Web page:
As you may expect from a course that has hosted a Ryder Cup, it features a number of dramatic risk-reward tests. The par-5 9th is one example, where a long drive between the left and right fairway bunkers will bring the green into range in two. However, water on the right may sway the majority to play the hole as a strategic three shot par 5. On the back nine, there’s also an opportunity for glory at the short par-4 14th, although the shallow green is well guarded.
However you’re feeling at this point in the round, imagine what was going through Jamie Donaldson’s mind as he settled over his approach to the 15th? “Be good,” he growled, as his wedge shot honed in on the flag. Moments later his ball nestled near the pin and Europe had won The Ryder Cup. The galleries may not be there to witness your recreation from 146 yards, but, nonetheless, the hairs may well be standing on the back of your neck. With two par 5s in the closing three holes, you have the opportunity to sign off in style. The final risk reward on 18 is stunning. Give yourself a pat on the back if you can reach in two, for it’s a narrow entrance into the green requiring absolute precision.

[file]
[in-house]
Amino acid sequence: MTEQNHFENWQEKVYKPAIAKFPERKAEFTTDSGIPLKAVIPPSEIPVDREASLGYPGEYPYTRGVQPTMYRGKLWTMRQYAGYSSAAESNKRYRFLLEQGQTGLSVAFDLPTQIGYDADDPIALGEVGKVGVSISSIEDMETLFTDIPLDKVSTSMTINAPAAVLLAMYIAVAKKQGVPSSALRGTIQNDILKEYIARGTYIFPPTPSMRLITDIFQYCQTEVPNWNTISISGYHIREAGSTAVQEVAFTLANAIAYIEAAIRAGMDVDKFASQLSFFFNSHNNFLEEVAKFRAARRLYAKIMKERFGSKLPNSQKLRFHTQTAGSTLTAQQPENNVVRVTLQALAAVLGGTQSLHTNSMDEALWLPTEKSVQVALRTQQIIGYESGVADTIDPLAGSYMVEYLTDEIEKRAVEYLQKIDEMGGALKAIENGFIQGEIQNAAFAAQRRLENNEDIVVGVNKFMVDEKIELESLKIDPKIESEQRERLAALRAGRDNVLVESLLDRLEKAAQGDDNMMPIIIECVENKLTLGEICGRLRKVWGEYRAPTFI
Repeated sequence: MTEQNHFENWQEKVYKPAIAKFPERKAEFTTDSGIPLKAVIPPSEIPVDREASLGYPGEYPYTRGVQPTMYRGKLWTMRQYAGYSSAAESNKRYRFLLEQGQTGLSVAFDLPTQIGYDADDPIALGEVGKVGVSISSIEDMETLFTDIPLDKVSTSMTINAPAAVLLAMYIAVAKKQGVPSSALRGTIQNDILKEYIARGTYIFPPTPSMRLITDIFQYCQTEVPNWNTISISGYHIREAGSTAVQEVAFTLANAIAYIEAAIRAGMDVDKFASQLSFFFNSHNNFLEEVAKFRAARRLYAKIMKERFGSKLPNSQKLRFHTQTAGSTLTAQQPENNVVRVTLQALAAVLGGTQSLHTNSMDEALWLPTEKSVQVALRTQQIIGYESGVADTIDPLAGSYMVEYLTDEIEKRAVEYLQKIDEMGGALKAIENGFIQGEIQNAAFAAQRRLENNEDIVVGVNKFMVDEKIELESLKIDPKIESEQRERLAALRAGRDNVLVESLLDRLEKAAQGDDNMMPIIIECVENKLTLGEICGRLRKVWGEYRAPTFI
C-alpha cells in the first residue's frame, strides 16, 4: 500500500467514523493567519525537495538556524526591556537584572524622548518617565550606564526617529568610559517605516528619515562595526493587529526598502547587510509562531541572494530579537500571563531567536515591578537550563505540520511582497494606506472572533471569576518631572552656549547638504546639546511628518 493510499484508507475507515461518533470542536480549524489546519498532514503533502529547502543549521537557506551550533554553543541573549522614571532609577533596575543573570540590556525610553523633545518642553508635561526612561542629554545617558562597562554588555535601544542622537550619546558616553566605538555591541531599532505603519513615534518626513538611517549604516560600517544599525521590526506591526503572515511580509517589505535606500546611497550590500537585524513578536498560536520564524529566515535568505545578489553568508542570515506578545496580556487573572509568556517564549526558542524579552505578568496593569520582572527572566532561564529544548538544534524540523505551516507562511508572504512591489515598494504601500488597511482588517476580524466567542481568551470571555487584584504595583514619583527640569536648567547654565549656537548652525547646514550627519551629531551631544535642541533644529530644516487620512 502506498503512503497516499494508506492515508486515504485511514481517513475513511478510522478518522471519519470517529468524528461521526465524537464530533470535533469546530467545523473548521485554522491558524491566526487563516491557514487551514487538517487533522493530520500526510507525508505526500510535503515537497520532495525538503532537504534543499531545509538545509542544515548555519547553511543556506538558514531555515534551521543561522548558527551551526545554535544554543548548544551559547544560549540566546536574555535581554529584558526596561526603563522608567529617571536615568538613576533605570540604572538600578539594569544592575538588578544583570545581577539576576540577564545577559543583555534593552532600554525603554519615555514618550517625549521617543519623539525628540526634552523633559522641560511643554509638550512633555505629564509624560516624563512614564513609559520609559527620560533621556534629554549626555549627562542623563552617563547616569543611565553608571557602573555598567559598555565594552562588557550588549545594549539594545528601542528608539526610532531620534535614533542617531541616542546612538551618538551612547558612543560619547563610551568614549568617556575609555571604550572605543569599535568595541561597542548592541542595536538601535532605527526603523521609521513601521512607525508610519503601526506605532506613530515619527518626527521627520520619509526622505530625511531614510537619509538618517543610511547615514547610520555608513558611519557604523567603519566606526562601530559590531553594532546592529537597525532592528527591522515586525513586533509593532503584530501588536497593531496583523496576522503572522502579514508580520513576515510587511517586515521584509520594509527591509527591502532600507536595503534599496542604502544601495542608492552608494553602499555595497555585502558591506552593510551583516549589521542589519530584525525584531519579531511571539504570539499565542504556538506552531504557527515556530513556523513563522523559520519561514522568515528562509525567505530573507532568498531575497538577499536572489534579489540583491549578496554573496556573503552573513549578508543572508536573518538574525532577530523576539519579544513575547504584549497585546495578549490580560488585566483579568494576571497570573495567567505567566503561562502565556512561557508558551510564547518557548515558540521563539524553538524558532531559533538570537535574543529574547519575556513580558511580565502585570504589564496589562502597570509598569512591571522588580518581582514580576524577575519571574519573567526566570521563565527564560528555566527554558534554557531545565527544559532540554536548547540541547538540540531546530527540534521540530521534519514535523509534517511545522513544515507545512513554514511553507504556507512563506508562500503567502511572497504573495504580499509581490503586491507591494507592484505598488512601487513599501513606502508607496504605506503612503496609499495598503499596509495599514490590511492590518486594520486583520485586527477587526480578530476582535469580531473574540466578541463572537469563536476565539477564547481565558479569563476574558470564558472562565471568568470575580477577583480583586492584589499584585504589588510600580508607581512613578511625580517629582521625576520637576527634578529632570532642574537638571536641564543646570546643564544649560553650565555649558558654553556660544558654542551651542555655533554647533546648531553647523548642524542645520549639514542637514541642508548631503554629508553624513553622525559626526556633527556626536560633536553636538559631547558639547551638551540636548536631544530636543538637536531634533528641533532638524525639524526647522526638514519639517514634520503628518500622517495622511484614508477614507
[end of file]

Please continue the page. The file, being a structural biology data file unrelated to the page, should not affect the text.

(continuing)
The Dormy Clubhouse will undergo a major makeover…
Europe strolled to victory in the 2014 Ryder…